The Sooke Region Museum has more than 100 trophies in its artifact collection. Approximately 35 of these trophies come from All Sooke Day events and competitions. We have wooden, sterling and plated silver, and acrylite trophies. The subjects vary from sporting events to agricultural recognition.
Trophies are often viewed as a prize, but they are also great resources for institutions such as museums. Trophies confirm the accomplishments of both individuals and groups while also acting as a research tool. Consulting the information on a trophy can help verify event dates, people’s names and organization sponsorships.
One of the oldest trophies we have is from 1914. This trophy, donated to the museum in 1978, is a tall sterling silver cup that tapers at the bottom (1978.086.001). The handles are ornate and expand nearly the entire height of the cup.
The trophy is engraved with “Sooke & Otter Agricultural Assn Special Prize for garden produce presented by R.H. Pooley Esq.MPP.” It further states that this special prize was “won by W.H. Anderson Sept 18th 1914.”
While the silver has tarnished over the last 102 years, the trophy is in excellent condition. This sterling silver cup style trophy is iconic of the early to mid 1900s.
There are several trophies on display in our All Sooke Day exhibit. One of the larger trophies in this display is made of wood and has a gold coloured statue of a man climbing a pole (1987.002.001a-b). The inscription on this trophy says, “All Sooke Day 1968 Canadian Championship Peavey Log Roller / Trophy by Butler Bros Logging Ltd.” Visitors can view several of the sterling silver cup styled trophies in this exhibit, too.
One of the more recent sports trophies donated to our museum was won by the Sooke Midget boys softball team in the 2007 Canadian fast pitch championships (2009.040.004a-d).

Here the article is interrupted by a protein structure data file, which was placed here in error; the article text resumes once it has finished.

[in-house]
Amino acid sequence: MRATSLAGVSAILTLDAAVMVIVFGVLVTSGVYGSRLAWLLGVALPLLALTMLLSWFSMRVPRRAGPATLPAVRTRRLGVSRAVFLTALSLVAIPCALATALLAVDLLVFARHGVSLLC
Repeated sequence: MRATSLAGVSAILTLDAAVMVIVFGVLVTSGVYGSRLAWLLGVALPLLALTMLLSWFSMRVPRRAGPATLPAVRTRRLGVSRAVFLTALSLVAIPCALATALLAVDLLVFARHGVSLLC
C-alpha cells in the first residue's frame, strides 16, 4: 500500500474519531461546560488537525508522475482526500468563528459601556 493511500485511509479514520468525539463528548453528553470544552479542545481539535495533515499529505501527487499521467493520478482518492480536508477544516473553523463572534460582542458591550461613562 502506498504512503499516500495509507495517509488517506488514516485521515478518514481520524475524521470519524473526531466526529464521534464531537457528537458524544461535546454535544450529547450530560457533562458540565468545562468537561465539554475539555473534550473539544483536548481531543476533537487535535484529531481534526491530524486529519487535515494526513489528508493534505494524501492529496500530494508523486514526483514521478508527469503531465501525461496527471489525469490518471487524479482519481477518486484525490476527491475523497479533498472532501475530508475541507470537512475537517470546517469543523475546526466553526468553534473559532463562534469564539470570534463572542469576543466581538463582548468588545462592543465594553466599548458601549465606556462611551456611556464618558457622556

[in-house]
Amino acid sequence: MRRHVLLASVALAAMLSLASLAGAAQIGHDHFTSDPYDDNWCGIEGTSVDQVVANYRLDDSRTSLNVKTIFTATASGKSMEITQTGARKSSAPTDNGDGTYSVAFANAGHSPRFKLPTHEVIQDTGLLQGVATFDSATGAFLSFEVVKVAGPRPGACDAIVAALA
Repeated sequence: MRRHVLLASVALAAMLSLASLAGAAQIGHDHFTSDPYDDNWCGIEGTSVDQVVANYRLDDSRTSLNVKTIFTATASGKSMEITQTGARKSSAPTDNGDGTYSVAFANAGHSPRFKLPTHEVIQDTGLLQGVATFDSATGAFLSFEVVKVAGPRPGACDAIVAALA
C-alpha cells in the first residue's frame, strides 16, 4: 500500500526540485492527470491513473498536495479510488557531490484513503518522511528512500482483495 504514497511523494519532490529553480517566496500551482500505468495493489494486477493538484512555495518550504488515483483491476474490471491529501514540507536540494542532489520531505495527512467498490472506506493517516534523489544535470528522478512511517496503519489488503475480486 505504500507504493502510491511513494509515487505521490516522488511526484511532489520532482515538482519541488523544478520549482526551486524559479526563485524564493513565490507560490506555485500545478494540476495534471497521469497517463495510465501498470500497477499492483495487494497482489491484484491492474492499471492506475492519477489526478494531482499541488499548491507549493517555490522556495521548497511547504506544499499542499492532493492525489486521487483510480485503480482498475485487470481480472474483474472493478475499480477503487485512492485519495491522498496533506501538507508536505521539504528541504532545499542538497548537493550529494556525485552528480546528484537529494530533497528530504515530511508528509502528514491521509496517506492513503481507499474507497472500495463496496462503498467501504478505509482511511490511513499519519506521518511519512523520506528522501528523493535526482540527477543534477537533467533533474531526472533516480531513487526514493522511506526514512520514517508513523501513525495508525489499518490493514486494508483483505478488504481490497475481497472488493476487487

The trophy, which was donated by coach Kevin Maycock, is diamond shaped and made from a clear acrylite. The clear diamond has the words “Softball Canada” on it. The base of the trophy is a black acrylite with an engraved plaque that reads, “Champion 2007 Midget Boys Canadian Fast Pitch Championship Champion.” This dedication is also printed in French on the plaque.
Trophies are frequently made with sterling silver and require unique care and conservation. When handling trophies, or silver in general, gloves should be worn as the oils and salts from skin leave fingerprints and marks.
Cleaning sterling silver trophies is a delicate process because each time tarnish is removed, a little bit of underlying silver is removed too. So, frequent cleaning to silver objects in a museum collection is not recommended.
Some cleaning options for sterling silver objects are chemical dips, electrochemical reduction, polishing clothes, polishes and pastes. A polishing cloth is recommended for light tarnishing as it will do the least amount of damage to the silver surface.
Tarnish removal on a silver plated object can be extremely damaging.
Proper storage of silver trophies includes using display cases and sealed storage containers that have limited exposure to the elements. For further inquiries on the care and preservation of silver objects, please visit the Canadian Conservation Institute’s website (http://canada.pch.gc.ca/eng/1454704828075).
Brianna Shambrook is the collections and exhibits manager for Sooke Region Museum.